Camino de Santiago: To the End of the Earth and Beyond

Camino de Fisterra: Fisterra

Looking back but moving forward

Andy, Nicole, and I had breakfast together before a tearful “See you back in the States!” (not a goodbye). We jokingly wished each other buen camino! And promised to keep in touch.

For our 5-6 day journey to Fisterra and Muxía, we wanted to be as lightweight as possible. So we put a few essentials in our daypacks, then Andy and I dropped our big packs off at the post office. They have a storage service where you pay a small fee for every day your bag is there. To be able to fly along the trail with about ¼ the weight of our full packs was totally worth it.

As we climbed out of Santiago, we looked back on the most beautiful view of the cathedral. It was a view that few people get to see and we felt lucky to be among them.

Camino de Fisterra

The morning was quiet and peaceful. As we walked, we talked about the people we met and the stories we had learned along the way. I was grateful to have that time and space to kind of debrief. It felt like the Camino was coming full circle.

On our way, the trail crosses through Ponte Maceira (“The Bridge of the Apple”). Legend has it that the restored 13th-century bridge was destroyed through divine intervention as St. James crossed, protecting him from the pursuing Roman soldiers. The symbol of the broken bridge is a symbol on the local coat of arms.

That night at our albergue in Negreira, we met Flower Beard again. He talked about how the Camino had changed him. He realized he wasn’t happy with the life he was living and he was going to change it. He was going to leave his home, an unhappy relationship, and his job and move to Spain.

It may sound scary, but I don’t think it is any scarier than living a life that you aren’t excited to be living.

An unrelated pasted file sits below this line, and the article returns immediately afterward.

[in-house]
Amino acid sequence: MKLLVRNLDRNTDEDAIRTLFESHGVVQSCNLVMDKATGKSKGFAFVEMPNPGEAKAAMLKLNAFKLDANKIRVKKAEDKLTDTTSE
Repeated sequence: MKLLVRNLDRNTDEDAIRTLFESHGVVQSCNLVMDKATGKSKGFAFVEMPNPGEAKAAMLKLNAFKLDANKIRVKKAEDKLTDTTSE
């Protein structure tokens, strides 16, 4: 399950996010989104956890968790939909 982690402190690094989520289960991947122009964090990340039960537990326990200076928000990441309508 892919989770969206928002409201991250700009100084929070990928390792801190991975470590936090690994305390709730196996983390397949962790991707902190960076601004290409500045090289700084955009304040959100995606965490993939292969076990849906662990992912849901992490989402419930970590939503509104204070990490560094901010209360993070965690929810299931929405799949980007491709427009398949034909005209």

Go lighter, go further

The next morning we left Negreira for Lago, passing this incredible piece of work called “Monument to the Emigrant.”

On the first side, you see a man walking away and an angry child yelling and pulling on his pants leg.
From the side and behind, you see that the child is part of the family that is being left behind.

We learned that the monument is a reflection of the common struggle of that area: men leaving home to find employment to support their families.

A couple of different times that day we took the alternate route. We followed a path that cut away from the road and into the woods, along streams, and through fields. That hike was our second longest distance of the entire Camino. It was much easier carrying a fraction of our pack weight.

Why didn’t we drop that weight sooner?

The next morning we left Lago, headed for Cee. The day’s walk was gorgeous with clear, sunny skies and a hint of ocean air in the breeze.

We passed the split marker where pilgrims go to either Fisterra or Muxía.

While we could hustle the remaining 30k to get to Fisterra, we decided to deviate from the “3 (days) x 30 (kilometers)” that most pilgrims follow.  Because we were in no rush and I had no desire to hit 30k again anytime soon.

So we settled into a nice, comfortable walking pace and even stopped to take some silly pictures.

As we got close to Cee, we caught our first glimpse of the Atlantic Ocean and it finally hit us. We had walked across this entire country.

Our albergue in Cee had a perfect view of the bay. We celebrated meeting the ocean with beers on the beach and then we dipped our toes in the Atlantic.

To the End of the Earth

The next morning we left Cee headed for Fisterra. It was another gorgeous day as we walked along the coast.

I saw the following quote and I thought it was perfect for us as this part of our journey was wrapping up and we were trying to figure out what we were doing next.